Games let players get their groove on

My friend Sarah Jane Woodall is a karaoke queen who wants to learn how to DJ. So I invited her to my Game Dork Labs to test new karaoke and DJ games.

Sarah Jane doesn’t own a game system. Therefore, I had to plug everything in and point out which buttons to press.

Once she got going, Sarah Jane pushed through the learning curve of each game and had fun.

In “Glee,” you choose from any of 30 songs, then a music video from the TV show pops up, plus lyrics. You sing. The game judges whether you stay in key or pitch.

“This is introducing songs to kids they’d never know, like ‘Proud Mary’ and ‘I Say A Little Prayer,’ ” Sarah Jane said.

But as an adult, she wasn’t keen on the “G”-rated version of “Gold Digger.”

We agreed “Glee” deserved a rating of two out of four stars.

“It’s something a ‘Glee’ fan would want to play but not a karaoke fan, because you have to know the ‘Glee’ arrangements,” she said.

We both had more fun with “SingStar: Dance.” It also judges whether you stay in key or pitch. But “Dance” gives you the original videos and arrangements of 30 songs, such as Pitbull’s “I Know You Want Me” and La Roux’s “Bulletproof.”

Sarah Jane’s four-star judgment: “People who are really into karaoke will be into this. The graphics are less cheesy, because it’s actual video of the star.”

“Dance” also is compatible with Sony’s Wii-esque Move add-on, so it can judge your dancing, too.

The problem with SingStar is the same with every karaoke game. There aren’t enough songs. You can download more tunes for $1.50 each. That seems pricey.

And finally, Sarah Jane spent 30 minutes playing the tutorial for “DJ Hero 2.” There is a lot to learn — three “Guitar Hero”-esque buttons, a turntable for scratching, an effects knob, a crossfade slider and a bonus-points button.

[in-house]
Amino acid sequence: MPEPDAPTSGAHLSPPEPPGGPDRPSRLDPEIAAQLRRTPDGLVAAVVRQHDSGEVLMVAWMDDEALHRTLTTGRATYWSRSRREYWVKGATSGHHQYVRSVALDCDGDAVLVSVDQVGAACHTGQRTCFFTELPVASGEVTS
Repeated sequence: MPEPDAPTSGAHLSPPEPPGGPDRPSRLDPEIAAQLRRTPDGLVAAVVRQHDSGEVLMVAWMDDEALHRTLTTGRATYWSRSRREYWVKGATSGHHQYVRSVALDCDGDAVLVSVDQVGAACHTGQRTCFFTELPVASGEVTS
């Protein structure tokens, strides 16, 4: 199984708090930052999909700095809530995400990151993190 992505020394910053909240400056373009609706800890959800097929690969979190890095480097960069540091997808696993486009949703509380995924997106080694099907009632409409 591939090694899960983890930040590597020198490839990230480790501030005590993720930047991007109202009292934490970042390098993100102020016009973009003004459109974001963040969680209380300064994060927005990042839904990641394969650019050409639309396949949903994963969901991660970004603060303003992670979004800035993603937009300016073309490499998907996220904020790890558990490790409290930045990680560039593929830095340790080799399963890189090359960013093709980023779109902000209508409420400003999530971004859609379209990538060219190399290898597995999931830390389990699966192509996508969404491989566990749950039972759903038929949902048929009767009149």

“This is so hard!” she said at first.

But then, she played the game for a while, got the hang of it, and absolutely loved it. Her advice with “DJ Hero 2”:

“Don’t be intimidated by the directions. Watch it and pay attention as much as you can. Dive out (of the tutorial) when you want. And play at the beginner level.”

“This game rocks!” she said, then vowed again to get her own, real DJ equipment. What’s a bigger compliment for a DJ game than that?

(“DJ Hero 2” with turntable, by Activision, retails for $100; the game without a turntable retails for $60; for Xbox 360, PS 3 and Wii — Plays fun, but complicated at first; looks good enough; challenging to very challenging; rated “T” for lyrics and mild suggestive themes. Four out of four stars.)

(“Karaoke Revolution: Glee” with microphone by Konami retails for $60 for Wii — Plays fun but limited largely to “Glee” fans; looks good; easy; rated “E 10+” for lyrics and suggestive themes. Two stars.)

(“SingStar: Dance Party Pack” with two microphones by Sony retails for $45 for PS 3 — Plays quite fun, but limited by just 30 songs; looks great; easy; rated “T” for drug reference, lyrics and sexual themes. Four stars.)

Contact Doug Elfman at He blogs at

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